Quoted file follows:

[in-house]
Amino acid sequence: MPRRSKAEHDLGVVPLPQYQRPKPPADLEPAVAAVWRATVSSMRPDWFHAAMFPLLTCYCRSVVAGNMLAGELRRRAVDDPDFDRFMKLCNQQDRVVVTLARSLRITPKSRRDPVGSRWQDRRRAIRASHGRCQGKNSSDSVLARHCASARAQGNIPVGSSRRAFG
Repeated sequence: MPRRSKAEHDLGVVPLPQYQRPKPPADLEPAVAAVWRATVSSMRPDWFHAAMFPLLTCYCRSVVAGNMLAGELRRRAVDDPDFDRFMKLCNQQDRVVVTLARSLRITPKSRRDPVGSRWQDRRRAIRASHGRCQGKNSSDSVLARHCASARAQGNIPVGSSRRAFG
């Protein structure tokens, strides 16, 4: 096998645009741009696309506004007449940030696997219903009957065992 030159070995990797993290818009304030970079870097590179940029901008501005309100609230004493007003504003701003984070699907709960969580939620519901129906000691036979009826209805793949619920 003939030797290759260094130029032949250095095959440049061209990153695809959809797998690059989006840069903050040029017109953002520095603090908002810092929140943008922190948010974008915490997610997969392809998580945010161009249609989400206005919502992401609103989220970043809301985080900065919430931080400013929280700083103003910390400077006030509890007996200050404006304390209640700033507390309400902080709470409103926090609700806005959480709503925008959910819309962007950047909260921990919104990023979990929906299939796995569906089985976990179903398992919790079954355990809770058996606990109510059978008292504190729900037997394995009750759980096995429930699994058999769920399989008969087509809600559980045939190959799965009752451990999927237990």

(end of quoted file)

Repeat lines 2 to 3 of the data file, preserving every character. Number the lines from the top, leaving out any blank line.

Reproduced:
Amino acid sequence: MPRRSKAEHDLGVVPLPQYQRPKPPADLEPAVAAVWRATVSSMRPDWFHAAMFPLLTCYCRSVVAGNMLAGELRRRAVDDPDFDRFMKLCNQQDRVVVTLARSLRITPKSRRDPVGSRWQDRRRAIRASHGRCQGKNSSDSVLARHCASARAQGNIPVGSSRRAFG
Repeated sequence: MPRRSKAEHDLGVVPLPQYQRPKPPADLEPAVAAVWRATVSSMRPDWFHAAMFPLLTCYCRSVVAGNMLAGELRRRAVDDPDFDRFMKLCNQQDRVVVTLARSLRITPKSRRDPVGSRWQDRRRAIRASHGRCQGKNSSDSVLARHCASARAQGNIPVGSSRRAFG